The Marines and Air Force don't wear branch insignia (as in Infantry, Artillery, JAG, etc) but the Army does. The most common error I see is an Army general wearing a branch insignia. Up to colonel branches are worn, but generals are, well, general. No matter the branch they were in as a colonel, if they become a general they no longer have a branch.
So far the only IMDB goof I have pointed out was a period piece having an early 70s soldier who played guitar going about town in what was then called a fatigue (now called "utility?") uniform. Today, all military branches travel and walk around in such uniforms. Back then he would have been stopped early on and never made it to the bus station.
I love Legends' new, sillier tone. Whatever the show started out as, it morphed into the JLI of the DC TV universe, and I couldn't be happier. Some of the comedy beats don't always land, and like all CW shows, the real superpower is being in touch with your feelings, but I find it pretty delightful overall. (And like Mark, my wife also started watching the show again with me, after dropping it in season 1.)
I've never been in any of the services, but I tend to notice these things, ever since I was a kid watching I Dream of Jeannie and didn't understand why Major Healy wasn't in the same uniform as every other character on the show.
I see from Wikipedia that the Army went to blue Class A uniforms in 2008; before that, blue was for the Dress uniform. That switch was longer ago than I realized; I thought it happened only within the past five years. Next year, the Army plans to revive the World War II-style "pinks and greens" look, and the Dress uniform will again be blue.
Saying that the WWII uniform is historic is true, of course. The historic part of the blue uniform with golden trim is that these colors were standard from the Revolutionary War to the end of the 19th century. The soldiers may or may not have to put out money, but somebody is making money off all these changes. I never had a dress uniform, or all of the tuxedo style uniforms, since it wasn't my career choice. One could buy them. The Marines had no choice but to buy dress blues.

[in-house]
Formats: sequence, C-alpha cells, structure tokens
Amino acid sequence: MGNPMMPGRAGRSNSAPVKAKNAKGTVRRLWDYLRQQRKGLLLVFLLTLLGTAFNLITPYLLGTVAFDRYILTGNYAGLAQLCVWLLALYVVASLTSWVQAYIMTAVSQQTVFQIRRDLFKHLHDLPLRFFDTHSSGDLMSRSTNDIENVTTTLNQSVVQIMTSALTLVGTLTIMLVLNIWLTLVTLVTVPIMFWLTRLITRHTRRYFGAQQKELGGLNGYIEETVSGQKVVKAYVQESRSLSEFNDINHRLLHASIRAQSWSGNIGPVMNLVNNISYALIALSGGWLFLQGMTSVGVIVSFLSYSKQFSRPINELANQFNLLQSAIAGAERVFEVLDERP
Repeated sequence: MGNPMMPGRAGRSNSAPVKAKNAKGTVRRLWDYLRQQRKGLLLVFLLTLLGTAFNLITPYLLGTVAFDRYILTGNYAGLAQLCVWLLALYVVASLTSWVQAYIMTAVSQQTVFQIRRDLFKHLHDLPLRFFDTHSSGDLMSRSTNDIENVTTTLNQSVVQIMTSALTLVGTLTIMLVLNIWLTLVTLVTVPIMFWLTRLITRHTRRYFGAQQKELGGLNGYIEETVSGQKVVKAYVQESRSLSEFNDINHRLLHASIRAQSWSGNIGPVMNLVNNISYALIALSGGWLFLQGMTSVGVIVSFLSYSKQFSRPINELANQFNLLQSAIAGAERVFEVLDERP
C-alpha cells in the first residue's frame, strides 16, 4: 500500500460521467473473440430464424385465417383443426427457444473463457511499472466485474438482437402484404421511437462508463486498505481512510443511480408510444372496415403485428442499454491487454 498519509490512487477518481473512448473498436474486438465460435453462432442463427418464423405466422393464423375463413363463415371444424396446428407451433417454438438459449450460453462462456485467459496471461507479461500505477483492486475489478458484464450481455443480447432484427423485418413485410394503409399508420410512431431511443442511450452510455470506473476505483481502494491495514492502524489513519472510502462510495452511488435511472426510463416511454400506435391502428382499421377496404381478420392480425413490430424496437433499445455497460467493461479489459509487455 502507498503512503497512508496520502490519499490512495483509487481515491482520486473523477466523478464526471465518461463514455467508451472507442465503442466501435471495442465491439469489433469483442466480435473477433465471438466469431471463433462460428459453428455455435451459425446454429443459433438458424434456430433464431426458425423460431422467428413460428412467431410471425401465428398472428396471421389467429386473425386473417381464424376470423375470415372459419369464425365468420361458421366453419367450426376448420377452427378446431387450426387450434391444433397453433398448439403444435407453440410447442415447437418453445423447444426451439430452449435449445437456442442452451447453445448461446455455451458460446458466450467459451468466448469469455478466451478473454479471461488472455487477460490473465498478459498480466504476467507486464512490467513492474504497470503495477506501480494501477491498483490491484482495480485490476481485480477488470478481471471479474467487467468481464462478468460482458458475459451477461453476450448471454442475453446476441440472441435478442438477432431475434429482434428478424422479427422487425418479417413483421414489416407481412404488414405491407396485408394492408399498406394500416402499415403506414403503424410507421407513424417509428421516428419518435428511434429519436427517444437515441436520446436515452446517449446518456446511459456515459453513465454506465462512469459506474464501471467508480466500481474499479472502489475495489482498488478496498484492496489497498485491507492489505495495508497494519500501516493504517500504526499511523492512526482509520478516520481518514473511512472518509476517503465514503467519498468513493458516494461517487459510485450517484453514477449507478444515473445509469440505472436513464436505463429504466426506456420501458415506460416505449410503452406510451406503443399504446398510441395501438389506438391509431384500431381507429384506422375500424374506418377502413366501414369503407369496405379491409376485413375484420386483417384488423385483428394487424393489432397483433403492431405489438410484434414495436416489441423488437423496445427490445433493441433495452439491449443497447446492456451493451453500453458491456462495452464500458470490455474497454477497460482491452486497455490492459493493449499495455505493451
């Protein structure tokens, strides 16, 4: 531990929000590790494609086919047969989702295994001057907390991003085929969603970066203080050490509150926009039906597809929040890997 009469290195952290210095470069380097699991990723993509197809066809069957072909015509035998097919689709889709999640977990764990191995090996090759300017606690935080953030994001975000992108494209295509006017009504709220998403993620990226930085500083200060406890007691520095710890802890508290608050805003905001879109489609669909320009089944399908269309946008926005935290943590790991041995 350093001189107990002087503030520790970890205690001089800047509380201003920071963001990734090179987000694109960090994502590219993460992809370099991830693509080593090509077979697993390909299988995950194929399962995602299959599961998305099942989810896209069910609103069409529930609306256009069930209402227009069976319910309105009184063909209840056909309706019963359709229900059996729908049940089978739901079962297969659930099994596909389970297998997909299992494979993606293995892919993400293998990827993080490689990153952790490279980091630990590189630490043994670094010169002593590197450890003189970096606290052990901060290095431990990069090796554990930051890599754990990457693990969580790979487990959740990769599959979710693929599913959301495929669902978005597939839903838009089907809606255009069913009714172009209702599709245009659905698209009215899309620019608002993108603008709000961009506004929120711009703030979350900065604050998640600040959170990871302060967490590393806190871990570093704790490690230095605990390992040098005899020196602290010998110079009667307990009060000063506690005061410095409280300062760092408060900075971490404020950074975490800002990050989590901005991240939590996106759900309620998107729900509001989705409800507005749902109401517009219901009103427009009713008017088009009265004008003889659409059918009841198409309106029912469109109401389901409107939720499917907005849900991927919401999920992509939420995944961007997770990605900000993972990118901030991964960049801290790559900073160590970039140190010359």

I think this is the most recent thread for this show.
In the past Cap and I have lamented this show's fantasy that racism didn't exist. This season they have been acknowledging it, especially in Season 7 Episode 7, "A Woman's Place Is in the War Effort!" in which half the factory of Rosie the Riveters walks out when the Legends establish integration.
I did comment on the current season of Legends of Tomorrow over on "The New Season (2021)" thread (here).
The show HAS gotten better about that. Last season, Astra went to John Constantine's manor and was repeatedly confronted by his bigoted neighbor.
And in the current season, as our merry band of misfits finds themselves in 1925, while Nate is impersonating J. Edgar Hoover (don't ask, just buy it), one of the junior G-Men in his company considers Behrad and Gary "the usual suspects."
I appreciated Sara pointing out to Nate (which made him uncomfortable because of how true it was), that of this bunch (a Black woman, a Latina woman, an alien who presents as a Jewish man, a Persian man, a Persian woman, an AI who presents as a British woman, and two blonde white American lesbians) in this time, his key superpower is being a white male.
I went to Vanderbilt University in 1976 on a full scholarship. All I had to do was ride the train and none of you would have known me, because I'd have been too rich to do something like this website.
But Vandy was so flagrantly and disgustingly racist (and the racists were so stupid, belligerent and entitled) that I couldn't stand it. I transferred to a state school after three semesters, despite having a 4.0 average. (Going to rich white schools is easy. They have to be easy to let the children of the rich pass.) I preferred to work at Domino's to pay my way through Univ of Texas at Austin and get my degree among average lunkheads, instead of living among racist lunkheads who were dumb as rocks but thought themselves masters of the universe.
I have been aware of white privilege going back to my formative years .Mainly because it didn't apply to poor white people. (Or just white people who were poor in comparison to present company.)
TV shows need to reflect the way America has always been, so that it's harder for the bigots to keep up the charade.